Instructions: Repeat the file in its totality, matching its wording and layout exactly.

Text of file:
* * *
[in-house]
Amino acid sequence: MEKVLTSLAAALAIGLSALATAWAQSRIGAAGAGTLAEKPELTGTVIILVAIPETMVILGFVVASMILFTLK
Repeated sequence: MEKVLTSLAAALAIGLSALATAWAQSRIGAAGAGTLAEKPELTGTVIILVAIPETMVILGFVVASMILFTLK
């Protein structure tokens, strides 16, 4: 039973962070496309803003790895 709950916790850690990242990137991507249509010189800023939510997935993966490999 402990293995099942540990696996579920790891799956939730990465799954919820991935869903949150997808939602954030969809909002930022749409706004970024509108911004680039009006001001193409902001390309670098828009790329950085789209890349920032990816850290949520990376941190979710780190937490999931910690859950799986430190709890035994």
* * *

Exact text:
[in-house]
Amino acid sequence: MEKVLTSLAAALAIGLSALATAWAQSRIGAAGAGTLAEKPELTGTVIILVAIPETMVILGFVVASMILFTLK
Repeated sequence: MEKVLTSLAAALAIGLSALATAWAQSRIGAAGAGTLAEKPELTGTVIILVAIPETMVILGFVVASMILFTLK
């Protein structure tokens, strides 16, 4: 039973962070496309803003790895 709950916790850690990242990137991507249509010189800023939510997935993966490999 402990293995099942540990696996579920790891799956939730990465799954919820991935869903949150997808939602954030969809909002930022749409706004970024509108911004680039009006001001193409902001390309670098828009790329950085789209890349920032990816850290949520990376941190979710780190937490999931910690859950799986430190709890035994």